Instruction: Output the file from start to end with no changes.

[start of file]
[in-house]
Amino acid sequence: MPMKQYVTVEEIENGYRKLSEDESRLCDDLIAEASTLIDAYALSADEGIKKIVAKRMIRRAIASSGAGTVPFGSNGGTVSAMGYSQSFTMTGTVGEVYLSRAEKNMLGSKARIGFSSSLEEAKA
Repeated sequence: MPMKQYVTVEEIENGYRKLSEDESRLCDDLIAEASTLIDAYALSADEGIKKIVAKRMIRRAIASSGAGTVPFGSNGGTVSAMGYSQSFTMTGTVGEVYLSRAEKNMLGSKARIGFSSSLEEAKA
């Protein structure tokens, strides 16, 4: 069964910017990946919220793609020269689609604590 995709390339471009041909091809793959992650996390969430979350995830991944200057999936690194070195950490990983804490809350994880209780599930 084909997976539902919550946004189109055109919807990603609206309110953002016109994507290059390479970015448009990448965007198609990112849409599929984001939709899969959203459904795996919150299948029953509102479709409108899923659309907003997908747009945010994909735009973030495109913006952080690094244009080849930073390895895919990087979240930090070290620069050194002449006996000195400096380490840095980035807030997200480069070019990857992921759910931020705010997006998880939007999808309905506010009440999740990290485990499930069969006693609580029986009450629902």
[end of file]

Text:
[in-house]
Amino acid sequence: MPMKQYVTVEEIENGYRKLSEDESRLCDDLIAEASTLIDAYALSADEGIKKIVAKRMIRRAIASSGAGTVPFGSNGGTVSAMGYSQSFTMTGTVGEVYLSRAEKNMLGSKARIGFSSSLEEAKA
Repeated sequence: MPMKQYVTVEEIENGYRKLSEDESRLCDDLIAEASTLIDAYALSADEGIKKIVAKRMIRRAIASSGAGTVPFGSNGGTVSAMGYSQSFTMTGTVGEVYLSRAEKNMLGSKARIGFSSSLEEAKA
């Protein structure tokens, strides 16, 4: 069964910017990946919220793609020269689609604590 995709390339471009041909091809793959992650996390969430979350995830991944200057999936690194070195950490990983804490809350994880209780599930 084909997976539902919550946004189109055109919807990603609206309110953002016109994507290059390479970015448009990448965007198609990112849409599929984001939709899969959203459904795996919150299948029953509102479709409108899923659309907003997908747009945010994909735009973030495109913006952080690094244009080849930073390895895919990087979240930090070290620069050194002449006996000195400096380490840095980035807030997200480069070019990857992921759910931020705010997006998880939007999808309905506010009440999740990290485990499930069969006693609580029986009450629902």